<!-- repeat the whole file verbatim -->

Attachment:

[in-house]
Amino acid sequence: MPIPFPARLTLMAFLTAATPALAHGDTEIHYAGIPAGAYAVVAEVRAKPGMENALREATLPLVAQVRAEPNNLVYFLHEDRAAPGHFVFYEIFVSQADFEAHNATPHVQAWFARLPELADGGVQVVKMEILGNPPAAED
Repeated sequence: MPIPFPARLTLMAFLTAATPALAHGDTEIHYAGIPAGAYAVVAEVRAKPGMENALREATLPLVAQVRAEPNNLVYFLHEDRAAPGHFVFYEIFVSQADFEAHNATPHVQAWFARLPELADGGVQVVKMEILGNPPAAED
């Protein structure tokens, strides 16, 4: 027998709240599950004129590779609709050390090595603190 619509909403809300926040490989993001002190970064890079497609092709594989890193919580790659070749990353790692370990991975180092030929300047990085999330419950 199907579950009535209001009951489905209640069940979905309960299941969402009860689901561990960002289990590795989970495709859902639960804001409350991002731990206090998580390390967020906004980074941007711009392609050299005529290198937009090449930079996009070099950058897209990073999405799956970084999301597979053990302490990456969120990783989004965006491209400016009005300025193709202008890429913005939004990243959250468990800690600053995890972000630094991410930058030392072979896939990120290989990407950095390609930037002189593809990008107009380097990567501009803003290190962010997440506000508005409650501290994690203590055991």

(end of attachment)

[in-house]
Amino acid sequence: MPIPFPARLTLMAFLTAATPALAHGDTEIHYAGIPAGAYAVVAEVRAKPGMENALREATLPLVAQVRAEPNNLVYFLHEDRAAPGHFVFYEIFVSQADFEAHNATPHVQAWFARLPELADGGVQVVKMEILGNPPAAED
Repeated sequence: MPIPFPARLTLMAFLTAATPALAHGDTEIHYAGIPAGAYAVVAEVRAKPGMENALREATLPLVAQVRAEPNNLVYFLHEDRAAPGHFVFYEIFVSQADFEAHNATPHVQAWFARLPELADGGVQVVKMEILGNPPAAED
């Protein structure tokens, strides 16, 4: 027998709240599950004129590779609709050390090595603190 619509909403809300926040490989993001002190970064890079497609092709594989890193919580790659070749990353790692370990991975180092030929300047990085999330419950 199907579950009535209001009951489905209640069940979905309960299941969402009860689901561990960002289990590795989970495709859902639960804001409350991002731990206090998580390390967020906004980074941007711009392609050299005529290198937009090449930079996009070099950058897209990073999405799956970084999301597979053990302490990456969120990783989004965006491209400016009005300025193709202008890429913005939004990243959250468990800690600053995890972000630094991410930058030392072979896939990120290989990407950095390609930037002189593809990008107009380097990567501009803003290190962010997440506000508005409650501290994690203590055991």